I have heard stories of people using old out buildings, even read about one that semi-buried an old truck and used that.
I don’t have a basement or a garage, nor any old vehicles or unused buildings.
So I had pretty much given up.
Until one morning as I was getting ready for work, standing in our laundry/utility room getting some socks out of the dryer.
My feet were freezing from the cold floor, and an idea hit me.
You see, our laundry room is situated over a crawl space; and although there was insulation underneath at one point, the local field mice have long since removed it and used it for their own homes.
The floor gets very cold.
The project began with a few obstacles to figure out-
We do plan on reinsulating under the floor, so I needed an alternative way to cool the closet.
Likewise we heat the room somewhat, so I needed to keep the cold in and not let the closet get warm.
And, we need to keep the aforementioned mice out.
Mandolin installing the air vent
So what we did is build a basic closet, but with a vent going to the outside that can be opened and closed manually and is covered in a fine mesh metal screening. The inside is well insulated.
The project seemed to stall at one point, at a place where Mandolin needed to take the next step.
Then I got another good idea- I went out and bought a case of beer and put it in the closet.
When he saw (tasted) how nice and cold it was, he was encouraged to finish the job.
If you’re wondering why I call this a ‘green’ closet, when obviously it is white, I’m referring to the energy this will save.
This will use no power and yet keep our food cold. Plus, we won’t be opening the fridge every time we want an onion or some garlic.
shelves ready and waiting
I’ve been monitoring the temperatures and playing with the vent and it looks like this will work well.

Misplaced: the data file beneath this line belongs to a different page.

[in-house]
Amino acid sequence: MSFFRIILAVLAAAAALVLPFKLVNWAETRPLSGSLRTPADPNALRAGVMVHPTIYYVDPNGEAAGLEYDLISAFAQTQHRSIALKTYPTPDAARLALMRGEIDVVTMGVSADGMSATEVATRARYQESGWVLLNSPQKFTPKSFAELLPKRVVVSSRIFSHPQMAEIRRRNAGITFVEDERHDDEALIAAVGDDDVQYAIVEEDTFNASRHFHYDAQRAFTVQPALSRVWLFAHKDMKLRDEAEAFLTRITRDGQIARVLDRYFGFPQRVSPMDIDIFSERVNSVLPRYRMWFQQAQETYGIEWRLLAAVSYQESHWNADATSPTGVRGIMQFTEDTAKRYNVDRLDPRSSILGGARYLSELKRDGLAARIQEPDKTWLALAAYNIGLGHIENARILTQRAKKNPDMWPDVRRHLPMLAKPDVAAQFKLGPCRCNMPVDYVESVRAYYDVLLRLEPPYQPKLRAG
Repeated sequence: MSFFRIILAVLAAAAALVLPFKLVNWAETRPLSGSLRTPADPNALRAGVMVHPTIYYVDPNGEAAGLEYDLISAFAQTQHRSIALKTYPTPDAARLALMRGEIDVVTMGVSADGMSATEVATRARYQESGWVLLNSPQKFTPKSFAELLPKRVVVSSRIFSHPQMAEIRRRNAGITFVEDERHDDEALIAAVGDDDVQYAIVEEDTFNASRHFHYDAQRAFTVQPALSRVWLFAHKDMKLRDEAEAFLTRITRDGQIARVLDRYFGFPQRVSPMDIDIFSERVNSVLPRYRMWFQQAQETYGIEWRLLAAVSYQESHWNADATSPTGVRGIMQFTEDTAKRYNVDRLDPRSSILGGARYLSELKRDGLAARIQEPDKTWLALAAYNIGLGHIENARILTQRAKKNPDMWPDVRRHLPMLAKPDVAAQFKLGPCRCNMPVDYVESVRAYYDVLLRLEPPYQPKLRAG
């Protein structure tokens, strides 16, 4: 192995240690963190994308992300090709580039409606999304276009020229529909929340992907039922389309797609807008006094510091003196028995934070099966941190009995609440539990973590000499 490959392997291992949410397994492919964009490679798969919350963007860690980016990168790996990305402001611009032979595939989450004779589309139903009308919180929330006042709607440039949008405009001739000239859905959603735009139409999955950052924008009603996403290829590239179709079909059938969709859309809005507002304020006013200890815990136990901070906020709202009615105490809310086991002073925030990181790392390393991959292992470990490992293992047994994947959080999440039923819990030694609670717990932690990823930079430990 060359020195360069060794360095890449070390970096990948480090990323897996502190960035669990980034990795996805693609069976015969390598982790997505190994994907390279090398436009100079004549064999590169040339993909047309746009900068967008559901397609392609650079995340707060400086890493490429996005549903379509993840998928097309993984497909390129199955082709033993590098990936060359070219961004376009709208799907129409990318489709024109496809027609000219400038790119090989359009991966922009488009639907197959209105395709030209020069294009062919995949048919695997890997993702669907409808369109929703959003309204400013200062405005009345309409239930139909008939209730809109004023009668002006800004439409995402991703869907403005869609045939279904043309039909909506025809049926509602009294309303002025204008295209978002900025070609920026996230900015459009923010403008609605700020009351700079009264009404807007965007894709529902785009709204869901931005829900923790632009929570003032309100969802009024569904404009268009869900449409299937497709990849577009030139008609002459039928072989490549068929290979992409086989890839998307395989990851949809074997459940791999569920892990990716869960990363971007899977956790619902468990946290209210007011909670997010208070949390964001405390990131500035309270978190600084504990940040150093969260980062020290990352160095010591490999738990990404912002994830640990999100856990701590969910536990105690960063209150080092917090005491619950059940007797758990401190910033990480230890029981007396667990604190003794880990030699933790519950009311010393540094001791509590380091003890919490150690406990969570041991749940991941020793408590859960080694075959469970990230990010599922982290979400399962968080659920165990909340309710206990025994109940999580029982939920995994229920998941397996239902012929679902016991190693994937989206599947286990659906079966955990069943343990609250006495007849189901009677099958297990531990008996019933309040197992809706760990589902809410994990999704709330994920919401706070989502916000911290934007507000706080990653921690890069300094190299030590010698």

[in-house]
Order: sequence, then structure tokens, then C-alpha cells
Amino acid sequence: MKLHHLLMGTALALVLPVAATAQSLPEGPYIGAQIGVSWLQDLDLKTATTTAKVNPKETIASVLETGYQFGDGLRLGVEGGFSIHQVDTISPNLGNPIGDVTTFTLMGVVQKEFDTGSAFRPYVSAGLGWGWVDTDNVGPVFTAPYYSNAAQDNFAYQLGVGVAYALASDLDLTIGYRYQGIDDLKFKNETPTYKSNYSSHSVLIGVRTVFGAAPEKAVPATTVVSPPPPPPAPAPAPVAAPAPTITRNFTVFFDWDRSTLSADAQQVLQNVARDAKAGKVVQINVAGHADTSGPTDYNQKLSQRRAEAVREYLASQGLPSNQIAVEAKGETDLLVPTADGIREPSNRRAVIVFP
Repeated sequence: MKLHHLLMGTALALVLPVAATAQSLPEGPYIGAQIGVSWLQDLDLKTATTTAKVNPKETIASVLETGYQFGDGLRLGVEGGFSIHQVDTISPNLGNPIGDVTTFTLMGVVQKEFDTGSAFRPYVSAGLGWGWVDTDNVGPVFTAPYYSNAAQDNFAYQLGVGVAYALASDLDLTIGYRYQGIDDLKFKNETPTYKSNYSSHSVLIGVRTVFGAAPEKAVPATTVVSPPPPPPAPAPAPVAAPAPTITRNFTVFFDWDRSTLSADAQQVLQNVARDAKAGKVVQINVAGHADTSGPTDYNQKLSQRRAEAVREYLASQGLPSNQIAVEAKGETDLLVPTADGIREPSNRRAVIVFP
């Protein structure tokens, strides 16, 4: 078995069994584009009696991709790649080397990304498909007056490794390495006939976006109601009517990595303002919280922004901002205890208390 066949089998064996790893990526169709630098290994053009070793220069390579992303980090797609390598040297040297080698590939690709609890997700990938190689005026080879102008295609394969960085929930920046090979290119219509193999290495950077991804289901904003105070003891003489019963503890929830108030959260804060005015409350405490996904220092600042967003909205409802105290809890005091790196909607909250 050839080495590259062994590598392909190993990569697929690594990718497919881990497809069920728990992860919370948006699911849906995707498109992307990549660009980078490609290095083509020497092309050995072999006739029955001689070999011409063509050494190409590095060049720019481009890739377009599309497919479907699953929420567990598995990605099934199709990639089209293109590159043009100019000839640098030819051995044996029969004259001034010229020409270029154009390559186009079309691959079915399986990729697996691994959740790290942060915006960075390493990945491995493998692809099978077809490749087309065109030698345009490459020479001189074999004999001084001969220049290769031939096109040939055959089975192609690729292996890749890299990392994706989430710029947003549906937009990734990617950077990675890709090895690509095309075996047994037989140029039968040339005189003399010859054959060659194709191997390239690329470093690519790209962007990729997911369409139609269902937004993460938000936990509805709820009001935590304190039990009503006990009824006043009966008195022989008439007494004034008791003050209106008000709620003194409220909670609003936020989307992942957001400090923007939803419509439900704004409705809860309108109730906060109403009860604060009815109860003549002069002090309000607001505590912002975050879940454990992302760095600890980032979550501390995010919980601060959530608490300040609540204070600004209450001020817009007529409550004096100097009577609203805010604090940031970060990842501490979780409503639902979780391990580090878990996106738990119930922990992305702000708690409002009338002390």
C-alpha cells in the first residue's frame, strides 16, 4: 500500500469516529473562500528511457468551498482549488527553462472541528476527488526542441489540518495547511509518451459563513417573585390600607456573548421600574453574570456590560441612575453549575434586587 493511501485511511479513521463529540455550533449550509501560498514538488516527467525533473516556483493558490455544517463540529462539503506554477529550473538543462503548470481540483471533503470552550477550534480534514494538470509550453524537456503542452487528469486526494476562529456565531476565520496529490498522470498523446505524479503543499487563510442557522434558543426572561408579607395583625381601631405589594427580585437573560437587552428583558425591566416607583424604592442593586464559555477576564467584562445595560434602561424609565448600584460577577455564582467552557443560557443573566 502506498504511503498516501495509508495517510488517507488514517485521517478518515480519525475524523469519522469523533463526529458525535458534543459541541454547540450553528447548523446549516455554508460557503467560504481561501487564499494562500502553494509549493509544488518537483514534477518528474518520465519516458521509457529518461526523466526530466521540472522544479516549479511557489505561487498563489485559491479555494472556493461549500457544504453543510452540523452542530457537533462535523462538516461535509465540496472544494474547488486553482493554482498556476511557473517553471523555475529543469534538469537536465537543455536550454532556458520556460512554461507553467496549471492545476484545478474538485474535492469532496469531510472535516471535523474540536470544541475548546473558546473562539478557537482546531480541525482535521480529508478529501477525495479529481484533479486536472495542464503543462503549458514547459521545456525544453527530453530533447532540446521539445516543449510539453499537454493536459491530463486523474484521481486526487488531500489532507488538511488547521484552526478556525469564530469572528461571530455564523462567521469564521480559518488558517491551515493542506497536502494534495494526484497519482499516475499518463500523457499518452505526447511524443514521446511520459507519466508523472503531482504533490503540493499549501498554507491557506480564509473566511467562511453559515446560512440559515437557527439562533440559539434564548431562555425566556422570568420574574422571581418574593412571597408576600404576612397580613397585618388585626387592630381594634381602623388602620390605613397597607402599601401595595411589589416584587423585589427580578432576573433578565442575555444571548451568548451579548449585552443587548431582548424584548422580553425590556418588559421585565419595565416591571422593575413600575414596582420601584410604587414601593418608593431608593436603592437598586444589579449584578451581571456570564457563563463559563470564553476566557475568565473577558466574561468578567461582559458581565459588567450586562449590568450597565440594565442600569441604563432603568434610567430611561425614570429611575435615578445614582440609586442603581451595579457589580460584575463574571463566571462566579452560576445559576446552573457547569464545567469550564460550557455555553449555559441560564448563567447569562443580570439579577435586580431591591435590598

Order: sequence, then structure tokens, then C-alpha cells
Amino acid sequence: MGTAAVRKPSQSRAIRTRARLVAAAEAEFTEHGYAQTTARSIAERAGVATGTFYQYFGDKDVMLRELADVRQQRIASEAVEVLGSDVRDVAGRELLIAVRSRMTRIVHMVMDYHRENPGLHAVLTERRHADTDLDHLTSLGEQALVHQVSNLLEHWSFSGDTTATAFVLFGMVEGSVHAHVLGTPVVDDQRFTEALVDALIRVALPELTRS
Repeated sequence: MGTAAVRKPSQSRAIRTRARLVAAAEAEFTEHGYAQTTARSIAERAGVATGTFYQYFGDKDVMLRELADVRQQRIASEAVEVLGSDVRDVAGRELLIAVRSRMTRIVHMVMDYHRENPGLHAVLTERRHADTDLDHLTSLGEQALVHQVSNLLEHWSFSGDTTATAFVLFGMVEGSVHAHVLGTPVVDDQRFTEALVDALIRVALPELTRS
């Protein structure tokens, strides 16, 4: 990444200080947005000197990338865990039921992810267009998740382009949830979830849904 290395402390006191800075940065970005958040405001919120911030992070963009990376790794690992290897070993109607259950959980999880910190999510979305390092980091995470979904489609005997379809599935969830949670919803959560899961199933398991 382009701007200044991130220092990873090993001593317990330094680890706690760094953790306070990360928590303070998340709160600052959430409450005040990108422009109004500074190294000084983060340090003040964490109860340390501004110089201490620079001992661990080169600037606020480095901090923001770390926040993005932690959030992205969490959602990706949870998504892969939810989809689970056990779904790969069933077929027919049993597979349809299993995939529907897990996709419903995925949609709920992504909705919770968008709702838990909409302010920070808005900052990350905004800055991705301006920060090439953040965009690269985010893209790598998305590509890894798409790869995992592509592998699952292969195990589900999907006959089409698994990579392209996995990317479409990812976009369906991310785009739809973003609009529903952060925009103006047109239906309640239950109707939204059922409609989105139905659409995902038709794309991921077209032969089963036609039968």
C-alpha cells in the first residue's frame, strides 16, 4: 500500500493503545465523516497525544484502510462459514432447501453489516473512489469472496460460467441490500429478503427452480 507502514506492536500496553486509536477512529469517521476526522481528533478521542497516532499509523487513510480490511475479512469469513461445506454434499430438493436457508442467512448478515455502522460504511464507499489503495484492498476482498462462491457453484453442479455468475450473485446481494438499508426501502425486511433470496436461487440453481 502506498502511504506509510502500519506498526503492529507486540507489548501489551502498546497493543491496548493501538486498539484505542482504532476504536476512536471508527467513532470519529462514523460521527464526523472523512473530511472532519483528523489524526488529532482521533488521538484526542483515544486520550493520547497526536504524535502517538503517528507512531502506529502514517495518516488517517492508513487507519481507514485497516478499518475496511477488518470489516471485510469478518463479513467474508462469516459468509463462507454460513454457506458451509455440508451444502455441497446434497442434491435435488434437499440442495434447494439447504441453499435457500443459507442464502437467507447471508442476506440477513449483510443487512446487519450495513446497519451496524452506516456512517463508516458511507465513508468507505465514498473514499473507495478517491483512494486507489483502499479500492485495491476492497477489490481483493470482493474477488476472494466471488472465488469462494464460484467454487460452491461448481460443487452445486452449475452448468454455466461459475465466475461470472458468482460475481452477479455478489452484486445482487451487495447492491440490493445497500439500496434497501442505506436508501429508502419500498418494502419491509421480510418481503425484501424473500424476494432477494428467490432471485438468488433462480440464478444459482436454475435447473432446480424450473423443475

I can just picture it this coming fall, filled with baskets and tubs of veggies, garlic and herbs hanging down…
and in there somewhere I know…
…will be a case of cold beer.
Because of the ‘green’ nature of this project, I have listed it in the Gardener’s Sustainable Living Project 2011.
Check it out to find some great ways gardeners are going green, and leave a comment for a chance to win some fabulous gifts.
Veggies and Cold Holding
The Farmer’s Garden
Categories: Cold Holding, Garden Projects
19 March 2011, by gj
We’re in the processing of building a cold storage unit, and I’ll be posting about that when it’s done.
In the meantime, here’s some info on storing vegetables that can help you when you are planning your garden, especially if you decide to use a root cellar or other cold holding.
Keep in mind that typical root cellars provide a moist, cold environment.
Some veggies are better kept dry- as noted.
Store at 32 degrees F
Store at 32-38 degrees F
Garlic, keep dry
Onions, after curing outside, keep dry
eating fresh mid-winter
Store at 40-45 degrees F
Potatoes, keep dry
Store at 50-55 degrees F
Winter squash, keep dry
All other veggies must be eaten fresh, canned, frozen or dehydrated.
Check out the Grow It section for more info on storing other veggies.
Categories: Cold Holding, How to Store